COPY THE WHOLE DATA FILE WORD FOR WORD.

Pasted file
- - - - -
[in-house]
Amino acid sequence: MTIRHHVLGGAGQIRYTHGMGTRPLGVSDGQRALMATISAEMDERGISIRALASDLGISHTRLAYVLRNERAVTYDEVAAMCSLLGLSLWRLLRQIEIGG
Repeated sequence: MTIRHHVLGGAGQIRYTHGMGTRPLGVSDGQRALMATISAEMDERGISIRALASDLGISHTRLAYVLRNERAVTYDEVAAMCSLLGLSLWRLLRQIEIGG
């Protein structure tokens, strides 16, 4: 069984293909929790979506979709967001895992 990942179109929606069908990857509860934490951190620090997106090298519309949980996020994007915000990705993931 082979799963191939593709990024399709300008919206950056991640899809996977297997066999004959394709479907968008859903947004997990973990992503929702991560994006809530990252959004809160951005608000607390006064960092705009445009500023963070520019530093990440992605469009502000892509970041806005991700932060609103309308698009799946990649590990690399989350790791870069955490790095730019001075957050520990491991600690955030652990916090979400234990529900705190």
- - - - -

[in-house]
Amino acid sequence: MTIRHHVLGGAGQIRYTHGMGTRPLGVSDGQRALMATISAEMDERGISIRALASDLGISHTRLAYVLRNERAVTYDEVAAMCSLLGLSLWRLLRQIEIGG
Repeated sequence: MTIRHHVLGGAGQIRYTHGMGTRPLGVSDGQRALMATISAEMDERGISIRALASDLGISHTRLAYVLRNERAVTYDEVAAMCSLLGLSLWRLLRQIEIGG
């Protein structure tokens, strides 16, 4: 069984293909929790979506979709967001895992 990942179109929606069908990857509860934490951190620090997106090298519309949980996020994007915000990705993931 082979799963191939593709990024399709300008919206950056991640899809996977297997066999004959394709479907968008859903947004997990973990992503929702991560994006809530990252959004809160951005608000607390006064960092705009445009500023963070520019530093990440992605469009502000892509970041806005991700932060609103309308698009799946990649590990690399989350790791870069955490790095730019001075957050520990491991600690955030652990916090979400234990529900705190």